The front-page news item ‘Fixed fees popular with clients’ (10 October) is another swipe at the traditional hourly charge-out rate. This is not the first and won’t be the last.
Obviously clients prefer fixed fees; the reality is that it is not practicable to charge most non-routine legal work on a fixed-fee basis. Who knows at the outset what additional issues will be uncovered when reviewing a client’s documentation, or how the other party might respond in litigation, or how long parties will take to reach an acceptable agreement in negotiations? Whether these tasks take hours or months cannot be known when taking on a piece of work. I see solicitors working for a fixed fee but failing to spot key issues or rushing the matter, rather than taking the time needed to do a thorough job and achieve the best result.
Clients are firmly in the driving seat when it comes to the more complex work undertaken by solicitors: clients determine the direction of travel and regulate the pace of negotiations. Charging on a time-spent basis is often the only option which is fair to the lawyer and to the client. The real opportunity ‘to cement a better client relationship from the start’ is by lawyers using their experience to give accurate estimates of fees likely to be incurred at various stages before work is undertaken and based on what is known at the time. Lawyers are always accountable to their clients and have to be transparent in the way they have spent their time, by providing detailed time breakdowns with no place to hide.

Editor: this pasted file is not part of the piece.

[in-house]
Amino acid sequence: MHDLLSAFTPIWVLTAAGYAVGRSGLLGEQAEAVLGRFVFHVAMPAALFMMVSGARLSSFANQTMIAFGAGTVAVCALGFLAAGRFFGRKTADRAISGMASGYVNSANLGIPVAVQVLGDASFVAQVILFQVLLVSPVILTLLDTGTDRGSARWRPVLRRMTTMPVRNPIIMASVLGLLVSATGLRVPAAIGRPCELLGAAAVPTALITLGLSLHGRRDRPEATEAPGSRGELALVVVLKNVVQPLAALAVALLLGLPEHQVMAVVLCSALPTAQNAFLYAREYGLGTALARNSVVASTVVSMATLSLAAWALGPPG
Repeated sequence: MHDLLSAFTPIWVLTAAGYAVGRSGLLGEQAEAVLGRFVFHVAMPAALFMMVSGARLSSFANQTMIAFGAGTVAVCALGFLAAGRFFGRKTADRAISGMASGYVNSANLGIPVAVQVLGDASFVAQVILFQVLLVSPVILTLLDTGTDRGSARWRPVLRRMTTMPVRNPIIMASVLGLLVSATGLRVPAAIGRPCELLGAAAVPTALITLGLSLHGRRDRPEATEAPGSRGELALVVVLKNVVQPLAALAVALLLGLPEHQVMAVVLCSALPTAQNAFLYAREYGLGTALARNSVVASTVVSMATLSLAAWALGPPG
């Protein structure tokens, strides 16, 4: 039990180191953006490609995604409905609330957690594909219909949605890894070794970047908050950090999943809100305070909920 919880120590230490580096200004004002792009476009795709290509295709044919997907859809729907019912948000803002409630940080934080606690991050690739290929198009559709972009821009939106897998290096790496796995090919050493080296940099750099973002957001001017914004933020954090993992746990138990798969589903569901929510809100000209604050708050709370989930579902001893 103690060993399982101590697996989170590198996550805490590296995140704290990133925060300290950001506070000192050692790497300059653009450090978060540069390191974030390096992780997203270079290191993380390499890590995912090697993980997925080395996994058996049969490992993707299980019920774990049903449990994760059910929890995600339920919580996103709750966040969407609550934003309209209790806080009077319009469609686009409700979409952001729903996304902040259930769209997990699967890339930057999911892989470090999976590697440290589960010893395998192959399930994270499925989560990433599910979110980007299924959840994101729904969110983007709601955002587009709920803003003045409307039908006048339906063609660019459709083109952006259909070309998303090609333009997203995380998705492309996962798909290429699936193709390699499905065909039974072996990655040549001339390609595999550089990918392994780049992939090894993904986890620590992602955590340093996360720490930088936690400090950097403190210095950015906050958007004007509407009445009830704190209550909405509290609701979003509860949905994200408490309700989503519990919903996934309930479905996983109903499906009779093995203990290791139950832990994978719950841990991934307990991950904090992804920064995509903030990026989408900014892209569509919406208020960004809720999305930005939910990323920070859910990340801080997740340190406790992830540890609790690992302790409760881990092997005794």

My experience in partnership and employment work is that clients will ‘wholeheartedly recommend their lawyer’ not because of a fixed fee but because their lawyer has helped them succeed in achieving desired outcomes by adopting a supportive, responsive and professional approach, while ensuring clarity and transparency with regard to fees. Against these measures of success, there is no need to depart from the traditional hourly charge-out rate.
Keeping clients happy is the only way in which a lawyer can build a successful practice. That is the real incentive for lawyers to do their job as quickly and efficiently as possible.
Ronnie Fox, Fox, London EC3